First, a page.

Five for the Funk – Salt Dogs turns One
This weekend Salt Dog Slims and Bar 81 turns one. There’s a mahoosive hot dog competition kicking off in Salts from 5pm with the promise of free beer and the guarantee all weekend of joviality and japes wherever you stumble. Having been resident for near enough the entirety of that year I thought I’d throw some five for the funk love their way to celebrate, and pull up arguably the five biggest bangers that have been part of my repertoire since I started playing.
It’s been a load of fun along the way, and a good challenge adopting to a different kind of vibe than the all out rowdiness of Bumper and the mercurial fun of the Metropolitan (RIP), which were my other bar based residencies in the city of the past few years. Here’s to another year.
Everyone loves a bit of old classic rock and roll, and everyone loves this. Straight out of the American Graffiti soundtrack, this is a majestic two and a half minutes of hip shaking greatness.
Those stuttering stabs at the beginning make way for one of the most recognisable and gorgeous disco records, with the lyrics as playful and infectious as they get from the genre. ‘Doesn’t take much to make me happy starts an ode to love that is tailor made for Saturday nights. Corker.
Aggressive hip-hop is the last thing that works, so I tend to run with some of the records that have been recognisable samples such as Charles Wright’s ‘Express Yourself’, The Isley’s ‘Footsteps in the Dark’ and Lou Reed’s ‘Take a Walk on the Wild Side’.
This one though, famously used for the vitriolic cartoon ‘Gz & Hustlaz’ by Snoop back when he was a Doggy Dogg, is a personal favourite. It’s also just about the right side of weird.
Although it was sampled into a pop-house classic by Vito Lucente aka Junior Jack under his Room 5 guise, sound-tracking a Lynx advert en route to topping the charts in 2002, this jam was an eighties funk classic that made it onto compilations for Electric Chair and GTA, and prior to its ubiquity was a record the soul heads digged.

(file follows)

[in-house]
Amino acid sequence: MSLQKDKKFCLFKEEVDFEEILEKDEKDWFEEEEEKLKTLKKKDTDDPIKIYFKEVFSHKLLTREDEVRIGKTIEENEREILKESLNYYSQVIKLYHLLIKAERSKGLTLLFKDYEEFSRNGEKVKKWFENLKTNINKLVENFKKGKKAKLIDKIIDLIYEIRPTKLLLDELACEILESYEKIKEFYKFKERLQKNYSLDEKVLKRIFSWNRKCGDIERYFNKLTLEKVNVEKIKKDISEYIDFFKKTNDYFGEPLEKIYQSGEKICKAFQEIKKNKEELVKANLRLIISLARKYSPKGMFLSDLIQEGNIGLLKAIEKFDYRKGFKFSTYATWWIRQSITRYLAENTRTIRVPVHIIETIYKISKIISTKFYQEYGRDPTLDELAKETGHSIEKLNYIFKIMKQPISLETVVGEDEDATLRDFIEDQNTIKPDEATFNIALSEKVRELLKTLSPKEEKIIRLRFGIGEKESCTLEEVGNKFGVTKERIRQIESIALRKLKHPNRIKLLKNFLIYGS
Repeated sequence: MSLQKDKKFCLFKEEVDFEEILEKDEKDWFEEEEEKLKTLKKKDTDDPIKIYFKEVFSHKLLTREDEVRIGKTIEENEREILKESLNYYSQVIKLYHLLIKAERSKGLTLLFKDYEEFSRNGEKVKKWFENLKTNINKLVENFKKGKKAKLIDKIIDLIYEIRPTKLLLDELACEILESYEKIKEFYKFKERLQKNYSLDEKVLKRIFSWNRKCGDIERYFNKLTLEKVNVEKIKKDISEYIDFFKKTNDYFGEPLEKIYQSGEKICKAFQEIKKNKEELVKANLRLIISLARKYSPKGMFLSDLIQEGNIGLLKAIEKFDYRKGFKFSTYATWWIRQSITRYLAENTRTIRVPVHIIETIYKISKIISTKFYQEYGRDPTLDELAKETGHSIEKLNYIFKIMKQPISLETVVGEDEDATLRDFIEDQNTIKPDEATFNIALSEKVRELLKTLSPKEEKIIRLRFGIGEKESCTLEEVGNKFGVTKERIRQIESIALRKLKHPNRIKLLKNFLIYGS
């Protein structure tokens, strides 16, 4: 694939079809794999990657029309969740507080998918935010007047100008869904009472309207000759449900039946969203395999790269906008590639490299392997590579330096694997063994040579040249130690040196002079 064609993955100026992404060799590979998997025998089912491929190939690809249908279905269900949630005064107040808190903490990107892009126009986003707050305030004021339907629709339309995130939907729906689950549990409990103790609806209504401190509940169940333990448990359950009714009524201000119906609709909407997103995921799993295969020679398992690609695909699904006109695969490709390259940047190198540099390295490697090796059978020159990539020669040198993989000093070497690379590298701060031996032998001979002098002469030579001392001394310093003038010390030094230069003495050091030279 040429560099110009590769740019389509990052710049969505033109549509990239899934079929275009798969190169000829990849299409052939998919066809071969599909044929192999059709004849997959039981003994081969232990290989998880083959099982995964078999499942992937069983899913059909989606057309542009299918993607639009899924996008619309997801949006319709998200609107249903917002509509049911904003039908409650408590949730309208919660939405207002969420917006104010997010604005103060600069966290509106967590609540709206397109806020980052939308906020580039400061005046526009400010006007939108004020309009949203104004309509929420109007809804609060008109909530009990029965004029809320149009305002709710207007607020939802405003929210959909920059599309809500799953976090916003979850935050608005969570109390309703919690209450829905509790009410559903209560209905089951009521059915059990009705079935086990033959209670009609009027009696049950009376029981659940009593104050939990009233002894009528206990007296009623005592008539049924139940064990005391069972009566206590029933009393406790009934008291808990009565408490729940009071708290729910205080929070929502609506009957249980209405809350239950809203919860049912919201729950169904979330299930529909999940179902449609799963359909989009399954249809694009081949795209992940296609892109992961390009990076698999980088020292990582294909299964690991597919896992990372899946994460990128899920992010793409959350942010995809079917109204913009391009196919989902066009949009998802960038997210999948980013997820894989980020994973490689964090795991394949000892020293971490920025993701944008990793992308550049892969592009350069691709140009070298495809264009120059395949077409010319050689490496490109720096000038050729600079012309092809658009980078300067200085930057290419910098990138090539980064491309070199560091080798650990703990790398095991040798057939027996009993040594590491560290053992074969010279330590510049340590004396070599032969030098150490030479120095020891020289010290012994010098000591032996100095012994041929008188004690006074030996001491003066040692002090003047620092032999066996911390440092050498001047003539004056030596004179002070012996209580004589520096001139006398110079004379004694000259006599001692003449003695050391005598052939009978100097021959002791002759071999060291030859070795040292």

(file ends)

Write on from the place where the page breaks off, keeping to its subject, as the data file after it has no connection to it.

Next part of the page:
The bassline is gloriously seductive and the lyrics epitomise the carefree escapism that comes round once the working week is over. Whilst Room 5 would make the riff of ‘I like to party, everybody does’ as the centrepiece, the shrieking ‘I can’t wait for the weekend to begin’ would also become part of Micheal Gray’s ‘The Weekend’. Olly was there first, and best.
What a tune. The biggest thing that makes this amazing is the fact that not everyone gets onto it straight away when it comes on. There’s that wee bit of calm and then a surge of recognition from most people, but it’s never, ever, uniform. There’s always that kind of infectiousness though with people that even if you don’t understand a record, when you see plenty of other people get involved you kind of just go with it, especially as this isn’t a tune that gets played early on. And then slowly it gets more and more dramatic, and then that riff kicks in.
I love Fleetwood Mac and adore Rumours even more, I don’t think there’s been a DJ set in the past few years where I’ve not played at least one record by them and it usually comes off of that album. Everyone gushes about the Stones, but I reckon they’re the best living band at present. And this is the best record they’ve done.